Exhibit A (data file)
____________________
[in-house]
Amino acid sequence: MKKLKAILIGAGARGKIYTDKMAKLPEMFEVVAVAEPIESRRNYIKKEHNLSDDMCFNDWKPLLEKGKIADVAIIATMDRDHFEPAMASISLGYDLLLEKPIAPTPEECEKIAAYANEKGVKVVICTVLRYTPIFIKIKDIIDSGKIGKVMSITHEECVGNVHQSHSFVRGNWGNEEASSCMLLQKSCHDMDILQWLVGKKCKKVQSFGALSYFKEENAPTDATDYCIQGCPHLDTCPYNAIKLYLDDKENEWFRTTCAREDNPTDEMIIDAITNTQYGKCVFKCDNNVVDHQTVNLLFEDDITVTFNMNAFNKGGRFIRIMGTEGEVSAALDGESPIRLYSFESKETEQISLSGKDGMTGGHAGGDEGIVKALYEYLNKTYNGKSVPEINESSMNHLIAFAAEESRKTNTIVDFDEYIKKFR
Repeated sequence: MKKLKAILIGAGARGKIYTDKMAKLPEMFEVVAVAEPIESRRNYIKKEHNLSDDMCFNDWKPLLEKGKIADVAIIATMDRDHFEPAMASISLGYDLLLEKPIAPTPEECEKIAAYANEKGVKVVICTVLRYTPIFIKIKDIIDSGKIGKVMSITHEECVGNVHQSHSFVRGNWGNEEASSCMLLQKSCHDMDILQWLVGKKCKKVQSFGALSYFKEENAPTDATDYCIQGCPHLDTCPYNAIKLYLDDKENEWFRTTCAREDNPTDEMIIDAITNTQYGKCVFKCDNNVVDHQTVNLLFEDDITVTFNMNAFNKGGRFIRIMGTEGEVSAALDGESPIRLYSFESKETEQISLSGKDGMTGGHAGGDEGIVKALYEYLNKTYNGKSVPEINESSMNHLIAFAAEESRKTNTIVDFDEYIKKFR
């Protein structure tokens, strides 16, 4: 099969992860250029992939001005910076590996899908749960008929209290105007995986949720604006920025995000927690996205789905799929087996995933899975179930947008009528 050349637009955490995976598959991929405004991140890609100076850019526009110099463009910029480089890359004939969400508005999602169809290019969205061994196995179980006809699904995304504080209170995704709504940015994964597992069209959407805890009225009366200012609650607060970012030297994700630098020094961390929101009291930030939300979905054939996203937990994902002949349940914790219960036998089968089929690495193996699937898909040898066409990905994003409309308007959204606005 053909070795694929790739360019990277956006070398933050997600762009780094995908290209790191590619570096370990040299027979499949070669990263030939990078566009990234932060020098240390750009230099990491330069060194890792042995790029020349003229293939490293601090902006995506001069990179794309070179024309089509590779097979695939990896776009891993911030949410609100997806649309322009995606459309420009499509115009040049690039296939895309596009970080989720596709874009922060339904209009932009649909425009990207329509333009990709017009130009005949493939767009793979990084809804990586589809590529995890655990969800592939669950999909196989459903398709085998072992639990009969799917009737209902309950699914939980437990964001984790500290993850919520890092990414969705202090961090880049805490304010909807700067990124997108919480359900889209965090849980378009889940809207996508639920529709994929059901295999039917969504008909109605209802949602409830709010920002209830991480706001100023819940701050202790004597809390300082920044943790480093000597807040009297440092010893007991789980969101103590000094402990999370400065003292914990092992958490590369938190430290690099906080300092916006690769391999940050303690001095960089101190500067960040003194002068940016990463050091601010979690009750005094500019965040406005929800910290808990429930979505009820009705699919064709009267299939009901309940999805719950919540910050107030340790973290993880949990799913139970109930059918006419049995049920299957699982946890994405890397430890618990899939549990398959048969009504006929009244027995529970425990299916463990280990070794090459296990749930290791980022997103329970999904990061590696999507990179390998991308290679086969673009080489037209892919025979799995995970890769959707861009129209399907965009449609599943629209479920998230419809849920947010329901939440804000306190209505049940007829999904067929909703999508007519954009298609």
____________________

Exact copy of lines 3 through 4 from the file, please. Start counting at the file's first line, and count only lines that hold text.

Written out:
Repeated sequence: MKKLKAILIGAGARGKIYTDKMAKLPEMFEVVAVAEPIESRRNYIKKEHNLSDDMCFNDWKPLLEKGKIADVAIIATMDRDHFEPAMASISLGYDLLLEKPIAPTPEECEKIAAYANEKGVKVVICTVLRYTPIFIKIKDIIDSGKIGKVMSITHEECVGNVHQSHSFVRGNWGNEEASSCMLLQKSCHDMDILQWLVGKKCKKVQSFGALSYFKEENAPTDATDYCIQGCPHLDTCPYNAIKLYLDDKENEWFRTTCAREDNPTDEMIIDAITNTQYGKCVFKCDNNVVDHQTVNLLFEDDITVTFNMNAFNKGGRFIRIMGTEGEVSAALDGESPIRLYSFESKETEQISLSGKDGMTGGHAGGDEGIVKALYEYLNKTYNGKSVPEINESSMNHLIAFAAEESRKTNTIVDFDEYIKKFR
């Protein structure tokens, strides 16, 4: 099969992860250029992939001005910076590996899908749960008929209290105007995986949720604006920025995000927690996205789905799929087996995933899975179930947008009528 050349637009955490995976598959991929405004991140890609100076850019526009110099463009910029480089890359004939969400508005999602169809290019969205061994196995179980006809699904995304504080209170995704709504940015994964597992069209959407805890009225009366200012609650607060970012030297994700630098020094961390929101009291930030939300979905054939996203937990994902002949349940914790219960036998089968089929690495193996699937898909040898066409990905994003409309308007959204606005 053909070795694929790739360019990277956006070398933050997600762009780094995908290209790191590619570096370990040299027979499949070669990263030939990078566009990234932060020098240390750009230099990491330069060194890792042995790029020349003229293939490293601090902006995506001069990179794309070179024309089509590779097979695939990896776009891993911030949410609100997806649309322009995606459309420009499509115009040049690039296939895309596009970080989720596709874009922060339904209009932009649909425009990207329509333009990709017009130009005949493939767009793979990084809804990586589809590529995890655990969800592939669950999909196989459903398709085998072992639990009969799917009737209902309950699914939980437990964001984790500290993850919520890092990414969705202090961090880049805490304010909807700067990124997108919480359900889209965090849980378009889940809207996508639920529709994929059901295999039917969504008909109605209802949602409830709010920002209830991480706001100023819940701050202790004597809390300082920044943790480093000597807040009297440092010893007991789980969101103590000094402990999370400065003292914990092992958490590369938190430290690099906080300092916006690769391999940050303690001095960089101190500067960040003194002068940016990463050091601010979690009750005094500019965040406005929800910290808990429930979505009820009705699919064709009267299939009901309940999805719950919540910050107030340790973290993880949990799913139970109930059918006419049995049920299957699982946890994405890397430890618990899939549990398959048969009504006929009244027995529970425990299916463990280990070794090459296990749930290791980022997103329970999904990061590696999507990179390998991308290679086969673009080489037209892919025979799995995970890769959707861009129209399907965009449609599943629209479920998230419809849920947010329901939440804000306190209505049940007829999904067929909703999508007519954009298609």